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Arts and Entertainment

Jay Johnson: The Two & Only!

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Ventriloquism has a controversial and sordid history. Besides the daily Dick Cheney/George Bush routine, the Oracles of Delphi are suspected of being ventriloquists. It was considered spiritual, but mostly condemned as demonism throughout history. Within the 20th century, it transformed into performance.

Jay Johnson: The Two & Only! is an autobiography that includes the biography ventriloquism itself. Johnson goes far beyond the traditional stick control puppet and applies puppetry to everyday objects. It is quick wit and laugh-out-loud the whole way through.

However, L.A. Times theatre critic, Charles McNulty, was not impressed at all. The newly appointed critic, an OBIES judge himself, brought on an abundance of reader reviews telling him he was dead wrong. Cadre or not, their comments most likely led to another article four days later - a very neutral story by another staff writer.

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LAist recommends you see it before it leaves the Brentwood Theatre for Broadway after February 19th. While it may not be deep or life changing, this is about feeling like a kid again. And that, in itself, is important. Johnson’s puppetry is better than anything Disney Imagineering can pull off - a caliber of ultra realistic perfection that is right on the mark. In the 94 minutes on stage, he never loses the energy, nor does the writing and direction. From the sassy wooden star of SOAP – Bob (ouch, plosive!), to a decapitated head, to Darwin (pictured above), all nine puppets (or objects turned into them) are impressive and just plain fun to watch. The Brentwood Theatre is the beautiful new facility that housed the Geffen until their theatre reopened last fall. The 499-seat theatre is tucked into a not so obvious place – the Veterans Administration Medical Center. There is enough parking at the Center for a NASCAR race, but we cringed when we had to park in the empty parking lot for $7. Supposedly, that is the Department of Veteran’s Affairs rule (how typical). But then we have to ask the theatre itself why they are using Ticketmaster? With an extra $7 for parking and $9.25/ticket Ticketmaster fee, the theatre just lost a good portion of their fiscally conservative audience.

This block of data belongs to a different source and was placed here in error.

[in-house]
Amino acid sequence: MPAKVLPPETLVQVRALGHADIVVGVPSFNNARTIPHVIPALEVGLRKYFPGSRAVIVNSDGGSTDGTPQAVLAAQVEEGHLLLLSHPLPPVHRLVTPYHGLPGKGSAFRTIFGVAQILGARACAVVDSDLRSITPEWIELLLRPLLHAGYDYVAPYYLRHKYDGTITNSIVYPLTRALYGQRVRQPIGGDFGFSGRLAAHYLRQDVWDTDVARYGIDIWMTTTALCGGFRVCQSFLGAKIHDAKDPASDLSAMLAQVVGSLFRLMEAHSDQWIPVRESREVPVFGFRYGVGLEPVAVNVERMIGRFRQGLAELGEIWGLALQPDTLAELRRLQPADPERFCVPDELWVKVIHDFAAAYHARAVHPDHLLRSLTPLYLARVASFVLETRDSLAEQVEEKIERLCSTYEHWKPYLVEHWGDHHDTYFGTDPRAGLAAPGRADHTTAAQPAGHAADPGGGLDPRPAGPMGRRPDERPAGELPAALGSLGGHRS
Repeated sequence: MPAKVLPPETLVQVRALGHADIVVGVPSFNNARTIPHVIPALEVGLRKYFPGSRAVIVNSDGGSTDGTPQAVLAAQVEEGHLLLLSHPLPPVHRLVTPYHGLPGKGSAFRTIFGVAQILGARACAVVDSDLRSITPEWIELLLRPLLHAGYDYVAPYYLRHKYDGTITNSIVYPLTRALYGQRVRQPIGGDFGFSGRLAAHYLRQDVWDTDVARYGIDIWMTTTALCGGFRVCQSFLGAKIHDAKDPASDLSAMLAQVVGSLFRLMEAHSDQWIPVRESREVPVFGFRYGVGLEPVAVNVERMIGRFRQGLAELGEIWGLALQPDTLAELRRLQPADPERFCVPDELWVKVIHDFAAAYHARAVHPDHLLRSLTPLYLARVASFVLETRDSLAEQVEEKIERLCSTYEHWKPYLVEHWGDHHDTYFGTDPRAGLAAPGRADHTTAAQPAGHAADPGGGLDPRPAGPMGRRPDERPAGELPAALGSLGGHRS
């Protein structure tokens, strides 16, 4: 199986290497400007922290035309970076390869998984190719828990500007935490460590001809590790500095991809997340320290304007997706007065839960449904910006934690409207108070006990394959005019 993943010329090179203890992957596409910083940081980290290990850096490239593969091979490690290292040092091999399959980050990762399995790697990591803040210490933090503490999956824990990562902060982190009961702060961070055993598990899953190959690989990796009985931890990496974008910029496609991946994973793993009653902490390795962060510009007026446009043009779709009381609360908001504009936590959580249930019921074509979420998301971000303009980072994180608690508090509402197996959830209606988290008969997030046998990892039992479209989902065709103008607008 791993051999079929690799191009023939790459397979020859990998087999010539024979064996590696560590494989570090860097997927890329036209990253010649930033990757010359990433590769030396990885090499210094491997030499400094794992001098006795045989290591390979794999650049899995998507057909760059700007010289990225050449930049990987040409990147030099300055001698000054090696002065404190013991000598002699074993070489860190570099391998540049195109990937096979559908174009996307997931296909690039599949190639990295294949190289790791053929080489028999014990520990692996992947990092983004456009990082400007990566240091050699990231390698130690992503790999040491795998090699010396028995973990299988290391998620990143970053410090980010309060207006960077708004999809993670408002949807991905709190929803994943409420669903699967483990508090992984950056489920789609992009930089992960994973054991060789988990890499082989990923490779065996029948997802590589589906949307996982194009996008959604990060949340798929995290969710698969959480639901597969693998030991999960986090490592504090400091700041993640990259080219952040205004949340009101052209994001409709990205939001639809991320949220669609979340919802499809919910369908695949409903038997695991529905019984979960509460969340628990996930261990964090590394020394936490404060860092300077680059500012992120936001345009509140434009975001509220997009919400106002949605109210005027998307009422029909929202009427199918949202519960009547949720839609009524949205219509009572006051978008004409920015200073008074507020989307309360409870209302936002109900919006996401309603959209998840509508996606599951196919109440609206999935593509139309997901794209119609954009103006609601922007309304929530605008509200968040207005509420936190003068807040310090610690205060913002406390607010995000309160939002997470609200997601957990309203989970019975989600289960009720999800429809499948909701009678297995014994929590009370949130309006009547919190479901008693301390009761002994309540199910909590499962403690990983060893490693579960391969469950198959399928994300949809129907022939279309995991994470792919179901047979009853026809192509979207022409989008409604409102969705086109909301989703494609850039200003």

Nevertheless, any show that has you leave with a huge smile that won't go away is worth it.